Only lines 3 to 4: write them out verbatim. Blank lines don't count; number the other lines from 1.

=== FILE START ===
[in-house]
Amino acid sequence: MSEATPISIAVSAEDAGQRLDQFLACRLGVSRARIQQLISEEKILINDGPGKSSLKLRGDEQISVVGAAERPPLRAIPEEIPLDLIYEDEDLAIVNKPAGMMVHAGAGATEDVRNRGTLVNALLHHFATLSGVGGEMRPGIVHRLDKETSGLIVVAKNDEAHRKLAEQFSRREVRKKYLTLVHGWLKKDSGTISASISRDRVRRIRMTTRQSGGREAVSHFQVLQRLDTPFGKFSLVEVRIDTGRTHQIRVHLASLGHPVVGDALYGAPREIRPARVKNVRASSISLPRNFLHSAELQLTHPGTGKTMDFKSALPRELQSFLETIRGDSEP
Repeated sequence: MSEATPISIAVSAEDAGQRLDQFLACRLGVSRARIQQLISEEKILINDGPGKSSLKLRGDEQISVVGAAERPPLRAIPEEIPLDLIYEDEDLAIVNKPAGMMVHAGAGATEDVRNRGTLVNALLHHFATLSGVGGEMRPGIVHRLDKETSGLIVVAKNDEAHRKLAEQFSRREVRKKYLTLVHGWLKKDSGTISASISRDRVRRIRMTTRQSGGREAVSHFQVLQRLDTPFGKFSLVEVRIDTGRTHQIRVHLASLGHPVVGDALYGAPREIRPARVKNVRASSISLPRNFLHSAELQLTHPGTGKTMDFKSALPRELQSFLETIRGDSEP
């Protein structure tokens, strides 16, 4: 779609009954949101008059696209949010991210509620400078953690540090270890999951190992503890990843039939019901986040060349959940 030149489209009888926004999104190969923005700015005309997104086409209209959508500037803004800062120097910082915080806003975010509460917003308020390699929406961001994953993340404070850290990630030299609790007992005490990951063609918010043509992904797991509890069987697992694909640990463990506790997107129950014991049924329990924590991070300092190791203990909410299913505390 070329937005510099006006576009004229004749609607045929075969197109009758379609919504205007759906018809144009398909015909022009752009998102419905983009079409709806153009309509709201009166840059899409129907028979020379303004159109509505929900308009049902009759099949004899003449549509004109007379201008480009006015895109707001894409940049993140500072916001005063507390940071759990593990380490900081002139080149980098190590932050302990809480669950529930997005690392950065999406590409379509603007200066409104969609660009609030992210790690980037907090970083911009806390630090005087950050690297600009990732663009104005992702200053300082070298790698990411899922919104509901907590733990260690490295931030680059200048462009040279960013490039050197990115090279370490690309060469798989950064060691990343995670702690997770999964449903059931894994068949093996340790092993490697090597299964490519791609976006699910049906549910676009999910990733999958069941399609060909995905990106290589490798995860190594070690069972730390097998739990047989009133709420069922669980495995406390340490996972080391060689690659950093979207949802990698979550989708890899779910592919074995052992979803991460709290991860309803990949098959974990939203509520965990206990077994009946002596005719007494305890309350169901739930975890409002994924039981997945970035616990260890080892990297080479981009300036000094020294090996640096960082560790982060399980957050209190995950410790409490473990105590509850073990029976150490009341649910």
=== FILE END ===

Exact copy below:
Repeated sequence: MSEATPISIAVSAEDAGQRLDQFLACRLGVSRARIQQLISEEKILINDGPGKSSLKLRGDEQISVVGAAERPPLRAIPEEIPLDLIYEDEDLAIVNKPAGMMVHAGAGATEDVRNRGTLVNALLHHFATLSGVGGEMRPGIVHRLDKETSGLIVVAKNDEAHRKLAEQFSRREVRKKYLTLVHGWLKKDSGTISASISRDRVRRIRMTTRQSGGREAVSHFQVLQRLDTPFGKFSLVEVRIDTGRTHQIRVHLASLGHPVVGDALYGAPREIRPARVKNVRASSISLPRNFLHSAELQLTHPGTGKTMDFKSALPRELQSFLETIRGDSEP
């Protein structure tokens, strides 16, 4: 779609009954949101008059696209949010991210509620400078953690540090270890999951190992503890990843039939019901986040060349959940 030149489209009888926004999104190969923005700015005309997104086409209209959508500037803004800062120097910082915080806003975010509460917003308020390699929406961001994953993340404070850290990630030299609790007992005490990951063609918010043509992904797991509890069987697992694909640990463990506790997107129950014991049924329990924590991070300092190791203990909410299913505390 070329937005510099006006576009004229004749609607045929075969197109009758379609919504205007759906018809144009398909015909022009752009998102419905983009079409709806153009309509709201009166840059899409129907028979020379303004159109509505929900308009049902009759099949004899003449549509004109007379201008480009006015895109707001894409940049993140500072916001005063507390940071759990593990380490900081002139080149980098190590932050302990809480669950529930997005690392950065999406590409379509603007200066409104969609660009609030992210790690980037907090970083911009806390630090005087950050690297600009990732663009104005992702200053300082070298790698990411899922919104509901907590733990260690490295931030680059200048462009040279960013490039050197990115090279370490690309060469798989950064060691990343995670702690997770999964449903059931894994068949093996340790092993490697090597299964490519791609976006699910049906549910676009999910990733999958069941399609060909995905990106290589490798995860190594070690069972730390097998739990047989009133709420069922669980495995406390340490996972080391060689690659950093979207949802990698979550989708890899779910592919074995052992979803991460709290991860309803990949098959974990939203509520965990206990077994009946002596005719007494305890309350169901739930975890409002994924039981997945970035616990260890080892990297080479981009300036000094020294090996640096960082560790982060399980957050209190995950410790409490473990105590509850073990029976150490009341649910």